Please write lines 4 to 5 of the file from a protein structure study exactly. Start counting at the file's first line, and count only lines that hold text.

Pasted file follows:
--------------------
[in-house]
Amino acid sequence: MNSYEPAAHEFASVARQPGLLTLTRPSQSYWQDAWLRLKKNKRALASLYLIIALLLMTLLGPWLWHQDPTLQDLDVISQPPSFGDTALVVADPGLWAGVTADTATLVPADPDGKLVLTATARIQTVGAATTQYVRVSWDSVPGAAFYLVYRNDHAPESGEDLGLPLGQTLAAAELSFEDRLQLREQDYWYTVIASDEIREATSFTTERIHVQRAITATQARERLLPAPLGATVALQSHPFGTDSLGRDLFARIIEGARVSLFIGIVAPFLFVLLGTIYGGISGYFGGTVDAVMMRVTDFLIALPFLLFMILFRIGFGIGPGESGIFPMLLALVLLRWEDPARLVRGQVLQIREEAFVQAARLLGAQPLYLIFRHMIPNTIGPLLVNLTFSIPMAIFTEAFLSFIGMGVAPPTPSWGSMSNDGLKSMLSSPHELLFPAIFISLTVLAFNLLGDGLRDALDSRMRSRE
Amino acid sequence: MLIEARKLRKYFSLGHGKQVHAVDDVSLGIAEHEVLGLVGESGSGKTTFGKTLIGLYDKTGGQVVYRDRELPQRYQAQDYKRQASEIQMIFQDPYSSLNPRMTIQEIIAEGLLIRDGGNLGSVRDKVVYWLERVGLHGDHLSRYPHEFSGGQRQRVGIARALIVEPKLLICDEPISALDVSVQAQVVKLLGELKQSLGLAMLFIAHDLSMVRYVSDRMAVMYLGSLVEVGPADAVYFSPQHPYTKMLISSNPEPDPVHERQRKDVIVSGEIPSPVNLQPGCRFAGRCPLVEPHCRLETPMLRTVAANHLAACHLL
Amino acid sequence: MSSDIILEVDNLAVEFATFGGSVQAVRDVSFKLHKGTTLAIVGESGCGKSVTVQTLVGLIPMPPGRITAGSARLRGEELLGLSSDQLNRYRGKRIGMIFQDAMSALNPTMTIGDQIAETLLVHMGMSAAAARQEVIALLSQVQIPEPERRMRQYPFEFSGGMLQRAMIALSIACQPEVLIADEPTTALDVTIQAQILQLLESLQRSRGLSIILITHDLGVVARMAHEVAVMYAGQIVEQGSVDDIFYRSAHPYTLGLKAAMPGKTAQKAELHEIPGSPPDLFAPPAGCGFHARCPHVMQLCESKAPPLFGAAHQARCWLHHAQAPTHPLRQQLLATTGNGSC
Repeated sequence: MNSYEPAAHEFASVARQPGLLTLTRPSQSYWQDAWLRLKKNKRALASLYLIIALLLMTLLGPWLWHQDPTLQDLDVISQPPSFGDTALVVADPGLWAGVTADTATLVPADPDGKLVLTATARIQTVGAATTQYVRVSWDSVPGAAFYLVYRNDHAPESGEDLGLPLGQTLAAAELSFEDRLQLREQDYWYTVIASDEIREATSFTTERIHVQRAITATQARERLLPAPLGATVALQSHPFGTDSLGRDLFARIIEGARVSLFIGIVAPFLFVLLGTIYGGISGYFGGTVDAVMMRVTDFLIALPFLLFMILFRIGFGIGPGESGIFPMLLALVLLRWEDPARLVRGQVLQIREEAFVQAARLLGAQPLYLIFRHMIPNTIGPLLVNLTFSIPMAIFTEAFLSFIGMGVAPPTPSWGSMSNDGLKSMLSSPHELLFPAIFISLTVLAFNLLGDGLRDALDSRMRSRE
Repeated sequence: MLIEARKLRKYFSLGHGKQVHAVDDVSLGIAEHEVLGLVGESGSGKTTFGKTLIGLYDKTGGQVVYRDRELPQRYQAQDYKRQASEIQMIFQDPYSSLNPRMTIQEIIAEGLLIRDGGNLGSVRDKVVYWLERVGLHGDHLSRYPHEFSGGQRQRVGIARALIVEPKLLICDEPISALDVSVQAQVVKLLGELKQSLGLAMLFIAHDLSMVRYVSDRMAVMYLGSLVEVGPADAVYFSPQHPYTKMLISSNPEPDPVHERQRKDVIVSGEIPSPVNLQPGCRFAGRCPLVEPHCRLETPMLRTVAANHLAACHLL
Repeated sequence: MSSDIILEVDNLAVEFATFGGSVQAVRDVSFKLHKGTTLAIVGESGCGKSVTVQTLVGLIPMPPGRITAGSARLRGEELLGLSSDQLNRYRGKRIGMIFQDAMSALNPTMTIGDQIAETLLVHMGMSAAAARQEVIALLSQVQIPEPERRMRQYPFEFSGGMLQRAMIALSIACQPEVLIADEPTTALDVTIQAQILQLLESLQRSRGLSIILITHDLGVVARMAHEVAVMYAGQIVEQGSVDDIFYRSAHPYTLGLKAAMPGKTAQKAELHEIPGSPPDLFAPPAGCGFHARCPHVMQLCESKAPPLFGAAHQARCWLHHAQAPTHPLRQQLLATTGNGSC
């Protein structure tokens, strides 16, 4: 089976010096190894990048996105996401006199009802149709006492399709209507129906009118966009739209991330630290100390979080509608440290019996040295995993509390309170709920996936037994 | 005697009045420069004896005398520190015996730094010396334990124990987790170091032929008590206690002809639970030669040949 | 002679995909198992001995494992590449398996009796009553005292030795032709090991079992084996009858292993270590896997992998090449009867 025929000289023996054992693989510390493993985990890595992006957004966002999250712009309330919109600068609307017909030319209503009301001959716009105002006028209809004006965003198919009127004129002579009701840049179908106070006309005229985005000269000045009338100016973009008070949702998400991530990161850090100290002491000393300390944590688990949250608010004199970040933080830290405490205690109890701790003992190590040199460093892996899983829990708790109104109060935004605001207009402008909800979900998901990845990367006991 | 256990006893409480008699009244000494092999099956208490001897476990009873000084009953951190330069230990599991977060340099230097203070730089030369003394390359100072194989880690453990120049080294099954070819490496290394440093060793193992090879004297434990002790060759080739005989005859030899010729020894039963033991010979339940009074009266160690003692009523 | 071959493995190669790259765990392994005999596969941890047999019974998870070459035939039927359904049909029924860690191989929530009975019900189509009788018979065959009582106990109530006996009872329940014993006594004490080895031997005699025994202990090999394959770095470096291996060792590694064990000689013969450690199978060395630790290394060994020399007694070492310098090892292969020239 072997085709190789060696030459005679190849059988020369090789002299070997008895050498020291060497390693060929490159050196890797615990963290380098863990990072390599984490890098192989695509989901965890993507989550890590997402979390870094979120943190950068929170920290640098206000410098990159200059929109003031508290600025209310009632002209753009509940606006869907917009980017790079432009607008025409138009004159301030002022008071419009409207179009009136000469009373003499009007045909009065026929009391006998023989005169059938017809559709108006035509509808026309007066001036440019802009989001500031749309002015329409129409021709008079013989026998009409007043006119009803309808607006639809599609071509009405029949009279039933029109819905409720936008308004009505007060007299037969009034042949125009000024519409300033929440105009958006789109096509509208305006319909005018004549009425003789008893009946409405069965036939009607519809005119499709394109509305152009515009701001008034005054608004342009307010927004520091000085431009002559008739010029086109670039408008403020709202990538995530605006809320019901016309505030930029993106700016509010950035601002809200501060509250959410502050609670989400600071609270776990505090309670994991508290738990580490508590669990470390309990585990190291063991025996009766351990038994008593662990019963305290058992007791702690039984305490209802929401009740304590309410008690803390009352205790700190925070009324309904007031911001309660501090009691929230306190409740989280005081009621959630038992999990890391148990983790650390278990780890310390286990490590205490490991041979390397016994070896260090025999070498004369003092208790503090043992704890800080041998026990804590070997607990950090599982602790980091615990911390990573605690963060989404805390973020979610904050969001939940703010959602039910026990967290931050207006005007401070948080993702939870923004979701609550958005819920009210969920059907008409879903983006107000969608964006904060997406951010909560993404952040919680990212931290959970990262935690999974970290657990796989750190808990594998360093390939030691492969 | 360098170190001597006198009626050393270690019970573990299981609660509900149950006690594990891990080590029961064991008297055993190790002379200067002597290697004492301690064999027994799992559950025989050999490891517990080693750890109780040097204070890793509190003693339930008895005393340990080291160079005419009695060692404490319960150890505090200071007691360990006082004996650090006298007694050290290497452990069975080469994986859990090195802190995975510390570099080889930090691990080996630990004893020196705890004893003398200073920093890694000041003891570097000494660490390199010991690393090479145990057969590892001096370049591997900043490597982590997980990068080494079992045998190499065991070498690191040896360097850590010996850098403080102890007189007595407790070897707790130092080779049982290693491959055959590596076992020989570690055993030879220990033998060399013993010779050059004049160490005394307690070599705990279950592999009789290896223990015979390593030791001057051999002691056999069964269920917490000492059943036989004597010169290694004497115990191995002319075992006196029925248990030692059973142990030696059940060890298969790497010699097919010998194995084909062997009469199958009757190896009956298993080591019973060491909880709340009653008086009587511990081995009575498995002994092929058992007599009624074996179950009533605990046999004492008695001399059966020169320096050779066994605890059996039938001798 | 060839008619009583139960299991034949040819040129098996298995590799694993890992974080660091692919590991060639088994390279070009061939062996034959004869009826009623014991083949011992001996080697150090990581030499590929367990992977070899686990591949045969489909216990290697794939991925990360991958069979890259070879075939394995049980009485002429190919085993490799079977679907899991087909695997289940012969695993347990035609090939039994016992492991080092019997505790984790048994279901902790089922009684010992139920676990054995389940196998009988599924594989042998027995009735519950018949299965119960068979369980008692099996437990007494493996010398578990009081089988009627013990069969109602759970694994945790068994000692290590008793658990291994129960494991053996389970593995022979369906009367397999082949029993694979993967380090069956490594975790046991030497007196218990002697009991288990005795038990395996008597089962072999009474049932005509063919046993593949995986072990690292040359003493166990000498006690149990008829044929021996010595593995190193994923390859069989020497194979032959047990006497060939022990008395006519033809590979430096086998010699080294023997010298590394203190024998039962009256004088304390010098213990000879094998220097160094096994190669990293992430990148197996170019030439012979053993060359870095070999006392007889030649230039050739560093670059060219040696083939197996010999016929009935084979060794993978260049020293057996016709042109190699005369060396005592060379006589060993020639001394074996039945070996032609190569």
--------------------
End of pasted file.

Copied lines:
Amino acid sequence: MSSDIILEVDNLAVEFATFGGSVQAVRDVSFKLHKGTTLAIVGESGCGKSVTVQTLVGLIPMPPGRITAGSARLRGEELLGLSSDQLNRYRGKRIGMIFQDAMSALNPTMTIGDQIAETLLVHMGMSAAAARQEVIALLSQVQIPEPERRMRQYPFEFSGGMLQRAMIALSIACQPEVLIADEPTTALDVTIQAQILQLLESLQRSRGLSIILITHDLGVVARMAHEVAVMYAGQIVEQGSVDDIFYRSAHPYTLGLKAAMPGKTAQKAELHEIPGSPPDLFAPPAGCGFHARCPHVMQLCESKAPPLFGAAHQARCWLHHAQAPTHPLRQQLLATTGNGSC
Repeated sequence: MNSYEPAAHEFASVARQPGLLTLTRPSQSYWQDAWLRLKKNKRALASLYLIIALLLMTLLGPWLWHQDPTLQDLDVISQPPSFGDTALVVADPGLWAGVTADTATLVPADPDGKLVLTATARIQTVGAATTQYVRVSWDSVPGAAFYLVYRNDHAPESGEDLGLPLGQTLAAAELSFEDRLQLREQDYWYTVIASDEIREATSFTTERIHVQRAITATQARERLLPAPLGATVALQSHPFGTDSLGRDLFARIIEGARVSLFIGIVAPFLFVLLGTIYGGISGYFGGTVDAVMMRVTDFLIALPFLLFMILFRIGFGIGPGESGIFPMLLALVLLRWEDPARLVRGQVLQIREEAFVQAARLLGAQPLYLIFRHMIPNTIGPLLVNLTFSIPMAIFTEAFLSFIGMGVAPPTPSWGSMSNDGLKSMLSSPHELLFPAIFISLTVLAFNLLGDGLRDALDSRMRSRE